Monday, October 22, 2018

Dipped and Gripped, A New Hope

The Common Ringed Plover liked to associate with this group of Snowy Plovers during its stay at Abbotts Lagoon, but not while I was there. This flock is acclimated to people but a beach person (as opposed to a bird person with a camera) still managed to walk right through them and put them in the air.

By now many of you have heard about the Common Ringed Plover at Abbotts Lagoon in Marin County, or have seen it for yourselves. This is a MEGUH bird and only the 2nd ever properly identified and documented in California. I was out of state when California's first was found, so this would not only be a savory state bird, it would be a lifer. When the so-so photos first came out of the bird as a candidate Common Ringed Plover I thought it was fully legit (The Global Birder Ranking System's #7 U.S. birder is usually right about these things), but not living anywhere nearby had to pray someone would be wise enough to follow up on it and be able to confirm if it was refound - which is exactly what happened. Loads of birders then saw it Thursday and Friday and I resolved to make the pilgrimage to Abbotts on Saturday...but by Friday night I was feeling QUITE shitty due to a cold and wondered if I could even make it out of the house.

Long story short, I felt well enough for the chase on Saturday and chase I did. I managed to feel something approximating normal until noon. However, on this day, unlike the previous AND following days, it went missing for most of the day. By 1PM I was really going down the tubes and couldn't maintain the vigil for much longer. Of course, after I left (and got cell phone reception again) is when I found out it was seen right around sunrise that morning....and oh big surprise it ended up being seen later that day as well. I finished the day feeling physically like ass, and emotionally like ass as well. Though some other heartwarming birds (Red Knot, Pectoral Sandpipers, Burrowing Owl, Red-throated Pipit) did their best to blunt the piercing impact of the missed plover, it was nonetheless a resounding birding defeat, my worst of the year.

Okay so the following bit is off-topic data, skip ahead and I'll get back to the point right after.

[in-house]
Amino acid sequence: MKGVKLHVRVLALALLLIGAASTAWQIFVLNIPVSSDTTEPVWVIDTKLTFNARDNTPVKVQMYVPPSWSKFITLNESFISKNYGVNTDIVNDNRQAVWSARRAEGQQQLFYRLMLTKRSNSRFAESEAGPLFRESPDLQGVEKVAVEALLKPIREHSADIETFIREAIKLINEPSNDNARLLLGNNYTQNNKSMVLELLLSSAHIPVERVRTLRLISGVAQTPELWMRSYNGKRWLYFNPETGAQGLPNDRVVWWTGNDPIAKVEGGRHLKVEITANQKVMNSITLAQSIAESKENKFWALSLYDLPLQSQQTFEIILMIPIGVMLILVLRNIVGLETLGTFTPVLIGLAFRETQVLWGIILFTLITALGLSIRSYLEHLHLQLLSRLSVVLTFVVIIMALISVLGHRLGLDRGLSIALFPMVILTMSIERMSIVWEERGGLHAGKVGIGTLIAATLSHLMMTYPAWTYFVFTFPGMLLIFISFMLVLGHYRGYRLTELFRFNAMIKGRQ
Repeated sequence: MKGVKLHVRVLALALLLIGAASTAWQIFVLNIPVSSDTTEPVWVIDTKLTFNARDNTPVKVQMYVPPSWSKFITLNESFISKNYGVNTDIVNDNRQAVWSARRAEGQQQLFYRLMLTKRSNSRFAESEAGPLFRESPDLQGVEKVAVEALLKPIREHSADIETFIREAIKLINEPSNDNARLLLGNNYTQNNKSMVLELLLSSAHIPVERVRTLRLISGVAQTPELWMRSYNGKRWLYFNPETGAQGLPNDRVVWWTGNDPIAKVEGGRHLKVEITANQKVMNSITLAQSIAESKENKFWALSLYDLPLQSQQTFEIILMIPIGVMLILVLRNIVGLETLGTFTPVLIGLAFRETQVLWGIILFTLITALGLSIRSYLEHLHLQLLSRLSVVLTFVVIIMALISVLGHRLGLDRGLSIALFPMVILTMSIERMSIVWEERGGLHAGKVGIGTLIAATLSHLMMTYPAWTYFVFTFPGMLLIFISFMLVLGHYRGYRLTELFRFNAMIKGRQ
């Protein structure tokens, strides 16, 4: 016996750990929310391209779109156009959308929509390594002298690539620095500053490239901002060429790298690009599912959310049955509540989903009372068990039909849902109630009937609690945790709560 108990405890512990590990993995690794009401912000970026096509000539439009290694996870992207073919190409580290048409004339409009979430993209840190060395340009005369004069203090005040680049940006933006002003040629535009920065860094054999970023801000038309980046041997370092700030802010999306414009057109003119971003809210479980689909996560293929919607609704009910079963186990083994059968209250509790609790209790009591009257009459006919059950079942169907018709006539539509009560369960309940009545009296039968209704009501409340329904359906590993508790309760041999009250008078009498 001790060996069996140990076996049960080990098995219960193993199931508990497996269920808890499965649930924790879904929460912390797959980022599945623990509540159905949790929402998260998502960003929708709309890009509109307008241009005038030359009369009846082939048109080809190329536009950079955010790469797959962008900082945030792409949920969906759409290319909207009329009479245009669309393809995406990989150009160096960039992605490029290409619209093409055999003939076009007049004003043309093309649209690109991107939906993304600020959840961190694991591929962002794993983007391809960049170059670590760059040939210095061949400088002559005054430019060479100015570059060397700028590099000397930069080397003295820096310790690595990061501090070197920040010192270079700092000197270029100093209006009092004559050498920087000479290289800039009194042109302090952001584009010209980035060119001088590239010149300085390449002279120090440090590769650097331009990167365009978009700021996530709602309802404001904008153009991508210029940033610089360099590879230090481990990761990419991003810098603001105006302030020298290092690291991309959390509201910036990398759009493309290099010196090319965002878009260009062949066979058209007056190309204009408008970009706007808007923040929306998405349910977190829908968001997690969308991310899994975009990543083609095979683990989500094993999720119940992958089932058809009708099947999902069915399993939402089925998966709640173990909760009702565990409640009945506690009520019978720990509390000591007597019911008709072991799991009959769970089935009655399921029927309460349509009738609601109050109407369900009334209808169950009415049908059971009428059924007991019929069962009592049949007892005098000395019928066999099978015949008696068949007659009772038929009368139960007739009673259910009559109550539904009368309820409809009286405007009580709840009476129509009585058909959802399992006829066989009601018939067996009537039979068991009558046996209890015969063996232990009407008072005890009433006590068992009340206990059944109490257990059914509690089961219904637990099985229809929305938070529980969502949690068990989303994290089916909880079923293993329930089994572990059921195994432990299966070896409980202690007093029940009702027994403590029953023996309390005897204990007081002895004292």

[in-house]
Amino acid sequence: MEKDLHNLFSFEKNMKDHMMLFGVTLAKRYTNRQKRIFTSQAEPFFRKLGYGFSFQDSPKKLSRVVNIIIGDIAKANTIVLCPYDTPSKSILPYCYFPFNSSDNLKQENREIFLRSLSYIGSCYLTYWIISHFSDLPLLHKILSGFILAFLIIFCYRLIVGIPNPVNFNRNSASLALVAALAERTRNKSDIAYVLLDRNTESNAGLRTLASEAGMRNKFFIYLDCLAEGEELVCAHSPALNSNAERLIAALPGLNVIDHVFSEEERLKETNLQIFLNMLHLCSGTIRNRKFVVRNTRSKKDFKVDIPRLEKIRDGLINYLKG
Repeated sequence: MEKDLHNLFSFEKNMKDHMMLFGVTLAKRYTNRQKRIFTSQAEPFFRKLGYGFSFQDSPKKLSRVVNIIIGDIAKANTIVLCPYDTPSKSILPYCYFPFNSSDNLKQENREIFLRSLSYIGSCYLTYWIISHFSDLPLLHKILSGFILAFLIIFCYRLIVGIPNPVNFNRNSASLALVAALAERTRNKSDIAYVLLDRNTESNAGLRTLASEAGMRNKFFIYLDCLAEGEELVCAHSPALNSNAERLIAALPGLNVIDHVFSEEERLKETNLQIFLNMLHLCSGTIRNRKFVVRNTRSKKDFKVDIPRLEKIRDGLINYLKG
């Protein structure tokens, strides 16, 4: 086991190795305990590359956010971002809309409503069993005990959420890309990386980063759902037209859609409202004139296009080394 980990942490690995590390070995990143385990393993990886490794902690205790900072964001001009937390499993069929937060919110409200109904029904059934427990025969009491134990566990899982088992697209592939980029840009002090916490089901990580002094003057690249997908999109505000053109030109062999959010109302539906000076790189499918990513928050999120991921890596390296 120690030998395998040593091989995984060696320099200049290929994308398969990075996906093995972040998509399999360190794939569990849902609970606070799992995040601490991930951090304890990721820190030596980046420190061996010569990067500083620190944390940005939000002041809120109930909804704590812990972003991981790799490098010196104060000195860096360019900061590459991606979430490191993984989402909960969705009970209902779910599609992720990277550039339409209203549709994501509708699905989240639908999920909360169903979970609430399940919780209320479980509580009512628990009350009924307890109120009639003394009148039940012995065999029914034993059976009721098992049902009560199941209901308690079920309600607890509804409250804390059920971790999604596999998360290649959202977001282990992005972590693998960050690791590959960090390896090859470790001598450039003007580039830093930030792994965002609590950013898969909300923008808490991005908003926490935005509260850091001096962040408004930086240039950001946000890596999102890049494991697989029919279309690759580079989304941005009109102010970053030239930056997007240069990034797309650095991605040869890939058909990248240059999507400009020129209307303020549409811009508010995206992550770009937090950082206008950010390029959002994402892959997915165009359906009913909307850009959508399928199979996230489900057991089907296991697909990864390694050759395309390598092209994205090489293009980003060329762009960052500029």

My heart was filled with hate.

My body had betrayed me, but other factors were in reason to go into that now though. In the end, it doesn't matter. A bunch of woulda coulda shouldas do not a life bird make...they make for an ugly, shameful DIP.

This one cuts deep. Myopathy of the soul has set in, not to mention a weird rash. Spirit? Broken. Talk about getting gripped off. I love seeing life birds. I love seeing Old World birds in the New World, especially here in my home state. This dip ranks right up there with Citrine Wagtail (who knows when there will be another, if ever) and Greater Sand-Plover (ugh what a bird to dip on - still only one record on the continent). Another life bird down the tubes.

In times like this, it is best to reminisce on the Ross's Gull. That was a fucking bird.

But I need not just pathetically cling to the dearly departed Ross's Gull. In these dark times, that is not my only source of light...of hope.


There is another.